GlobalKanata Pet Foods: a CYBF Success Story:

Shortly after I volunteered as a mentor with the Canadian Youth Business Foundation, I was introduced to Karla Briones and Shawn Hoey, and to their daughter, Nayeli, who, at that time, was less than a year old. As new entrepreneurs, they were already well prepared. Karla came from a marketing and public relations background. Shawn came equipped with real-world experience in accounting and business management. They had already secured most of their financing, signed a franchisee’s agreement, found a location, negotiated a lease and developed a highly detailed business plan.

Karla and Shawn were opening a Global Pet Foods franchise in Kanata, Ontario. Their emphasis would be on wholesome, organic products and outstanding customer service. By the time I came on board, much of the heavy lifting had already been done. Global Pet Foods has a system for store design, inventory, merchandising, point-of-sale data capture and many of the details a new retail business owner must cope with in getting a store up and running. Even with a master system in place, there is a learning curve and part of the process is dealing with delays, disappointment and exhaustion.

Karla and Shawn attacked their new venture with energy and enthusiasm. Karla, in particular, is an energizer bunny, with a major talent for marketing and promotion. In the pre-opening period, she cajoled free print, radio and television coverage and generally made a lot of noise in Kanata.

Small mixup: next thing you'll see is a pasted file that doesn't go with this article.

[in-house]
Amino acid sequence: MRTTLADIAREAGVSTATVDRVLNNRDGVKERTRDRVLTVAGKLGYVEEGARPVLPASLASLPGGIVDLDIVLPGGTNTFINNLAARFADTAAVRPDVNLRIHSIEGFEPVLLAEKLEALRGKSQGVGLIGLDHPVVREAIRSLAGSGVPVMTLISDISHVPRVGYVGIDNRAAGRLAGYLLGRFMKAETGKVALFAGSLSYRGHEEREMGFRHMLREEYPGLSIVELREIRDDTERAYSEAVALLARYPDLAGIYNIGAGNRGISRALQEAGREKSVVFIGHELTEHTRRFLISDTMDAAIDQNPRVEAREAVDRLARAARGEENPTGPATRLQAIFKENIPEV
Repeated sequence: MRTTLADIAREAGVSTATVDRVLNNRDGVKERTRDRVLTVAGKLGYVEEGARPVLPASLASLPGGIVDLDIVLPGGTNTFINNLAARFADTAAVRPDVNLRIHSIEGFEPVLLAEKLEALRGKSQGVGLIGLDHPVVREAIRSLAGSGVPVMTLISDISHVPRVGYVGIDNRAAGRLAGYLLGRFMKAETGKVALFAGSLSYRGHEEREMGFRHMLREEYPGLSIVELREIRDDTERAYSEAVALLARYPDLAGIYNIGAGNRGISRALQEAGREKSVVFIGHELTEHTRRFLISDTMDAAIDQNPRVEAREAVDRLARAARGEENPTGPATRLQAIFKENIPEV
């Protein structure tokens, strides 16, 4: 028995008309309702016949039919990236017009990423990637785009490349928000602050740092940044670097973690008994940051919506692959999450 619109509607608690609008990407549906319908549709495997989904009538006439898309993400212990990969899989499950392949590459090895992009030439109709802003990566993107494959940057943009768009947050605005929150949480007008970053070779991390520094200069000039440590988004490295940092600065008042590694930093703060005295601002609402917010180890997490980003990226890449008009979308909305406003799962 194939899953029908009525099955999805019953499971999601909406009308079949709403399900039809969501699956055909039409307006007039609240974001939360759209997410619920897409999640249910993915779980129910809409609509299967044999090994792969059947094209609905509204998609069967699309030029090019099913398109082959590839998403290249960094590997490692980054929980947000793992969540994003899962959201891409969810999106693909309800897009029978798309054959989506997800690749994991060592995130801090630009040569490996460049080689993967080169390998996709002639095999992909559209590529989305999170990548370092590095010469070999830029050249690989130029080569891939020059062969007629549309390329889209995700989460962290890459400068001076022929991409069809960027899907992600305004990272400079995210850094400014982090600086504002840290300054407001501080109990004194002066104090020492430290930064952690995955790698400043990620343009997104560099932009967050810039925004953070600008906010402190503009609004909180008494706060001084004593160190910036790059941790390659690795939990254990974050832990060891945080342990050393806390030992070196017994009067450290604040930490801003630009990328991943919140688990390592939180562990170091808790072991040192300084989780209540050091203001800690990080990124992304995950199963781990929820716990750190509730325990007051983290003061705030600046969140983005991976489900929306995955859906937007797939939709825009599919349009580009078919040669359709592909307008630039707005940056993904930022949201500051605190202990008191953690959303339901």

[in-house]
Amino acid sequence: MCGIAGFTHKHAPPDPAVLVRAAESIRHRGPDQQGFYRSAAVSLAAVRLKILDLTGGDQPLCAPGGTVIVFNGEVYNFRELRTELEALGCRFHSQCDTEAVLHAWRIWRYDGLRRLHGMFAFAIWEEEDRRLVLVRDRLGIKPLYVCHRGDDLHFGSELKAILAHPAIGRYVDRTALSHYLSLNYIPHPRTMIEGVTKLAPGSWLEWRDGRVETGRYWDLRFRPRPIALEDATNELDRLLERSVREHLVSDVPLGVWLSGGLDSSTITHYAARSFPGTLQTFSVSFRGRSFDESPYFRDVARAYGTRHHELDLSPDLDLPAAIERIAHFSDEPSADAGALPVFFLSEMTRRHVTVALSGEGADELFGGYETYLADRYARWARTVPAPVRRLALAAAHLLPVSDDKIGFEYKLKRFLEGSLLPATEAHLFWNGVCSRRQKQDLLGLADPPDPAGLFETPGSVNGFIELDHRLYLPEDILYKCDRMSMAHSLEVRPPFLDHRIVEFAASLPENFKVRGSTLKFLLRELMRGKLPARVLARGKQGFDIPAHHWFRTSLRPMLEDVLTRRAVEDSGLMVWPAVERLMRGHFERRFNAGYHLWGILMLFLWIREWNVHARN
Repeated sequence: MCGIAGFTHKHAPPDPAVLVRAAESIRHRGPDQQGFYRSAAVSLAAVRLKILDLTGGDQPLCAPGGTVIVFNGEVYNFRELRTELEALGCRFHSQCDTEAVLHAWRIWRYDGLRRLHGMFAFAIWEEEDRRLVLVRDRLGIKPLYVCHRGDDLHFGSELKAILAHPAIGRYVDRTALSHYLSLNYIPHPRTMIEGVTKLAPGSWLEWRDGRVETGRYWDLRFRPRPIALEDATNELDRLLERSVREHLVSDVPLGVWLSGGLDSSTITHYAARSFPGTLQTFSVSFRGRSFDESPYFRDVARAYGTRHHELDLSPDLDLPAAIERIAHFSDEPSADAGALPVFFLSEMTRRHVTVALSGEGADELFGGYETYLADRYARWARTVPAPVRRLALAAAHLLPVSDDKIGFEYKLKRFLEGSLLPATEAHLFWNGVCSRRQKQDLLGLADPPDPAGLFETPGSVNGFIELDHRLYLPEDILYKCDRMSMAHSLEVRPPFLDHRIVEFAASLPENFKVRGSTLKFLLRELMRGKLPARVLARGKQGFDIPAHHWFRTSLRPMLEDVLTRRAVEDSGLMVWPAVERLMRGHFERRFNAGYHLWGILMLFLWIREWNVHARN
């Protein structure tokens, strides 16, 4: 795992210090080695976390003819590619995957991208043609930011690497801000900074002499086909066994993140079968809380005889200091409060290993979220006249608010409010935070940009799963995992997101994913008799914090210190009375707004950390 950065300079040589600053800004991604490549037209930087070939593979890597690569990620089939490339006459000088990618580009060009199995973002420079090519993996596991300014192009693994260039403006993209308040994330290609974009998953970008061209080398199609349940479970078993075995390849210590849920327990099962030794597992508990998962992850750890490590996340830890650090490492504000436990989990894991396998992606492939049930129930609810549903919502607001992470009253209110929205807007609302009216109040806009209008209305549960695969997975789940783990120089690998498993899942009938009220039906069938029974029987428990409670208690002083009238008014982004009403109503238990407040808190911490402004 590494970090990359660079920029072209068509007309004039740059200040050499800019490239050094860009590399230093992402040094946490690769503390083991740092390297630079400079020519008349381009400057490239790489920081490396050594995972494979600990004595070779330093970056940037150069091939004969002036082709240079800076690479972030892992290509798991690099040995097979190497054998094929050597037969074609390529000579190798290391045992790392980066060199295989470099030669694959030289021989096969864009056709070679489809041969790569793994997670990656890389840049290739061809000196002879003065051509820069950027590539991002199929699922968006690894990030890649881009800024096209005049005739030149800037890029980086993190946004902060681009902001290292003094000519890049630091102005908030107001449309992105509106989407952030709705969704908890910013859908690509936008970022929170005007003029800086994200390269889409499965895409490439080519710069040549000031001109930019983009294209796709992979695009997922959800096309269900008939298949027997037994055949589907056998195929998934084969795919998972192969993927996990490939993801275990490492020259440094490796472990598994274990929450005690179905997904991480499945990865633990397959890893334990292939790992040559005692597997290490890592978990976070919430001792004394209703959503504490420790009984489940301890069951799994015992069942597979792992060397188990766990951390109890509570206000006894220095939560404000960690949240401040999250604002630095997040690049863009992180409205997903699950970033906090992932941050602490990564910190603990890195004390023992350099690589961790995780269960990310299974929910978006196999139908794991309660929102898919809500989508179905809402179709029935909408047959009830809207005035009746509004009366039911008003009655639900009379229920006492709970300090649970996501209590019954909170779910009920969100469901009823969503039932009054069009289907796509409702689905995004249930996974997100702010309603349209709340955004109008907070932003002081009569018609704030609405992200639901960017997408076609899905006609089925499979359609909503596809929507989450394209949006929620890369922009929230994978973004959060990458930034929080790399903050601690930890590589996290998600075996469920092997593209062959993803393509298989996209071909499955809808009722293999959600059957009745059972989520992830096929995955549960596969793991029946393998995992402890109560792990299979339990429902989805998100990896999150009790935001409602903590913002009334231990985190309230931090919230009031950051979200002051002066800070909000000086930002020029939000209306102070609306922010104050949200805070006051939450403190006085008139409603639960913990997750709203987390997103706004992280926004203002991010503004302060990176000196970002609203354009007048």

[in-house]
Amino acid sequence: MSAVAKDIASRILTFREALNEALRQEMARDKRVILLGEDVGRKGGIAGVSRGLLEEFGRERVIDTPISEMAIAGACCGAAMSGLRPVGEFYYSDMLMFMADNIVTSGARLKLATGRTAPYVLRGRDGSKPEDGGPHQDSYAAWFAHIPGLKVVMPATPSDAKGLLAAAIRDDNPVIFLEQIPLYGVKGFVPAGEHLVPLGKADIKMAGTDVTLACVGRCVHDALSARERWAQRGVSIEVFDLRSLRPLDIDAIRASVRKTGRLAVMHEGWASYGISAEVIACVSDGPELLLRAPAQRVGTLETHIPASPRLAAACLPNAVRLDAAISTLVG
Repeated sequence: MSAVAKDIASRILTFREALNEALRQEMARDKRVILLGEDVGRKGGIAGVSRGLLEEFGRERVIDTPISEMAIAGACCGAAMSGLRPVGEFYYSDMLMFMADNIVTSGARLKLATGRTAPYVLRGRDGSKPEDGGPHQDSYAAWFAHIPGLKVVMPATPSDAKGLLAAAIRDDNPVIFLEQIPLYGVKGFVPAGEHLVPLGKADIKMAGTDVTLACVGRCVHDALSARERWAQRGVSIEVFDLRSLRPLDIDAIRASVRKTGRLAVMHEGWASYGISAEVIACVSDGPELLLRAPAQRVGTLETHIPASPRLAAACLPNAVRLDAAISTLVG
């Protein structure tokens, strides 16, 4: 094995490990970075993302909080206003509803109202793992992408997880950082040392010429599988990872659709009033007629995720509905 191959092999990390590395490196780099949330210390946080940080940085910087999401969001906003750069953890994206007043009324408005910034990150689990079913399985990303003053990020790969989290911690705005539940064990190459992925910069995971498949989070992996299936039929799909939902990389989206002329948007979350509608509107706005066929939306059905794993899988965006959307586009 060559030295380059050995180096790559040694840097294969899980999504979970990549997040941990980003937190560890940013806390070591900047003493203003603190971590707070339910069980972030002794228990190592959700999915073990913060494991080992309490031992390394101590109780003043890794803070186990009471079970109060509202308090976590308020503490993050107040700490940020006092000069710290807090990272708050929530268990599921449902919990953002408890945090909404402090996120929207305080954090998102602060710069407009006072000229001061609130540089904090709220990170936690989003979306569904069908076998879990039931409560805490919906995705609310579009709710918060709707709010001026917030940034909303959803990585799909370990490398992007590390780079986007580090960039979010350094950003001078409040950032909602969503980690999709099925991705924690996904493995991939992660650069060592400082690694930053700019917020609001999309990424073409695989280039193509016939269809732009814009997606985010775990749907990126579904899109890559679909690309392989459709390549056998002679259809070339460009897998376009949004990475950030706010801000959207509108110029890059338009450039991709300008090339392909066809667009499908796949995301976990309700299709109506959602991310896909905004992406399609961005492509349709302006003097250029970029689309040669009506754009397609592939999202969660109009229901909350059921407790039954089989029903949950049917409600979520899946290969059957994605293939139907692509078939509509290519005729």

We spent a good part of our meeting time, in the early going, thinking about staff; defining our selection criteria, identifying qualified candidates, training and motivating our recruits. Personnel would prove to be one of the greatest challenges. Part of the process in any small business is getting the people pieces to fit and this does not always happen on the first try. Over the next two years, we would discuss the subject of personnel again, and again.

Another recurring theme was the delicate balancing of the demands of business and family. Many new businesses are launched by people in the 24 to 32 age group. This is also the age window when many get married and start families. Energy is unlimited, perceived risk is low or non-existent and worlds can be conquered, all before quitting time. Family demands are serious enough, but when Mom and Pop are also business partners, a whole new dimension enters the marriage. Perfectly compatible couples who share a seemingly ideal marriage have been known to have bitter disagreements over business issues. This type of management structure requires strong people in a strong marriage, where perspective is everything.   After one of our meetings, I wrote a short piece for the Financial Post, on this subject, which is reproduced on this site.

Their official opening in June of that year was a grand affair. They pitched a tent canopy outside the store, served barbecue and generally let the neighbourhood know they were there. Through that first year, their sales numbers were consistently ahead of target and, as the months went by, their growing maturity as retailers became evident. They were working within a system and they were making the system work for them.